REUTERS - Twelve people were killed on Saturday when an Islamist group seized control of a central Somali town in a battle with hardline al Shabaab militants, residents said.
Al Shabaab, which means youth in Arabic, captured Gurael, 370 km (230 miles) north of the capital Mogadishu on Dec. 6, after three days of fighting with a government-allied moderate Sunni Islamist group in the area.
Locals said the Sunni Islamist group ousted by al Shabaab three weeks ago known as "Ahlu Sunna Waljamaca" had been regrouping and launched their attack on Saturday morning.
"I have counted 12 dead fighters lying in the alleys of Gurael," witness Ali Aden told Reuters. "Some of them were injured by a mortar that landed in the hospital. Others were hit by stray bullets," he added.
Al Shabaab, which is on Washington's list of foreign terrorist groups, and other more moderate rebel Islamist groups control all of the south and centre of Somalia except Mogadishu and Baidoa, the seat of parliament.
A spokesman from Ahlu Sunna Waljamaca said the group was fighting al Shabaab because they had killed several religious leaders and had desecrated graves, which he said was against Islam.
"We shall continue our war until we eliminate al Shabaab, they are not Muslims ... Gurael is under our control and soon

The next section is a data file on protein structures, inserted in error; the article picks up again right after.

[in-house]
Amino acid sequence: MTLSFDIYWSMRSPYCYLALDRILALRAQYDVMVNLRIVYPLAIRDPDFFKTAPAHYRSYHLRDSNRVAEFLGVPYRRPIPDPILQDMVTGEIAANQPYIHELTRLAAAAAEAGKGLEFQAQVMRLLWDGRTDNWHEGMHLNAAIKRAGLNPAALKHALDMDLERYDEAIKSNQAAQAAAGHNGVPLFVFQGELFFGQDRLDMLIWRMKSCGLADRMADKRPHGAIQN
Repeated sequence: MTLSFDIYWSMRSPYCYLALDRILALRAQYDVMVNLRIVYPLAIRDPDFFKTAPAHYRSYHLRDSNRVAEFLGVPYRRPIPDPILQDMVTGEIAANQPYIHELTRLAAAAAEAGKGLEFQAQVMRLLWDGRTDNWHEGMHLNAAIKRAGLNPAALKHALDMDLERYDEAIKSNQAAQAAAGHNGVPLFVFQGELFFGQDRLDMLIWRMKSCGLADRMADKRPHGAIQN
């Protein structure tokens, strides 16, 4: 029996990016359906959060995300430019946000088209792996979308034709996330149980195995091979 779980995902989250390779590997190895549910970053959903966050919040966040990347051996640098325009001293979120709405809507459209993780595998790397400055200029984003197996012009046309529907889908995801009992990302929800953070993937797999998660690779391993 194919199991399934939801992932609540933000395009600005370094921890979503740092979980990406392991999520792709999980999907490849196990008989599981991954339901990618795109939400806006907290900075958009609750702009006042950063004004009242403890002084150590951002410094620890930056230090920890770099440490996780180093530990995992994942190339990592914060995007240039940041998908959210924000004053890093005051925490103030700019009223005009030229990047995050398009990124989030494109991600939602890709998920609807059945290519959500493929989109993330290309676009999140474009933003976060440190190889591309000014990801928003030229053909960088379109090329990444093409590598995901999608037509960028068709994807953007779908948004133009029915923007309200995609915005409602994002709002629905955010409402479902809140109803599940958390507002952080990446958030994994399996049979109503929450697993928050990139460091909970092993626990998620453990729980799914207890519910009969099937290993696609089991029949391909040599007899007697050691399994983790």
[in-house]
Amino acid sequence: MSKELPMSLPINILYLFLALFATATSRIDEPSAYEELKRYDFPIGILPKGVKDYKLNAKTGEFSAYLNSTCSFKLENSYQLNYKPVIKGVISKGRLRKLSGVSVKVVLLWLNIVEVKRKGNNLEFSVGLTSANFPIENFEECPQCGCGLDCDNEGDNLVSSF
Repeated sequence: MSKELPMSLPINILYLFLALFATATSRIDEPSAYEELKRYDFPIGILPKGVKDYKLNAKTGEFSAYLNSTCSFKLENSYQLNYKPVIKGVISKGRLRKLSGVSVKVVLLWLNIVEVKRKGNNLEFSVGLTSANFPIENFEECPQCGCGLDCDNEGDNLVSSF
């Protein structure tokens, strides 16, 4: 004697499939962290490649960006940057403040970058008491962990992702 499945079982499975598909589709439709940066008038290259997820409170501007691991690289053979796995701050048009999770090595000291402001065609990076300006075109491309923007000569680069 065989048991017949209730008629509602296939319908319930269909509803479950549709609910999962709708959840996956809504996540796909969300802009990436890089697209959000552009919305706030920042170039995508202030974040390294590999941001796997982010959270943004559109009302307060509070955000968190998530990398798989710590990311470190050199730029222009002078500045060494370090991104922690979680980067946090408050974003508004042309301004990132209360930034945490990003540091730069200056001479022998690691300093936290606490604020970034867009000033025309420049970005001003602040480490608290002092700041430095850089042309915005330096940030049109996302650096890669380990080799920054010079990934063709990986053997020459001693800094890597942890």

all central regions will follow suit," Sheikh Abdullahi Sheikh Abu Yusuf told Reuters by telephone.
More than 10,000 civilians have been killed during the two-year insurgency, a million people uprooted and a third of
the population need emergency aid in a humanitarian crisis that has been described as one of the worst in the world.
Ethiopian troops, which have been propping up the government since 2006, are due to withdraw from Somalia by the end of this month, and some diplomats and analysts fear their withdrawal will plunge Somalia further into anarchy.
Somalia's President Abdullahi Yusuf is expected to resign soon, bowing to pressure from western countries and regional
leaders who accuse him of obstructing peace efforts aimed at including opposition groups in the country's government.
Analysts say Islamists must be included in peace talks with the government to ensure lasting peace in the chaotic country which has been without a central government for 17 years.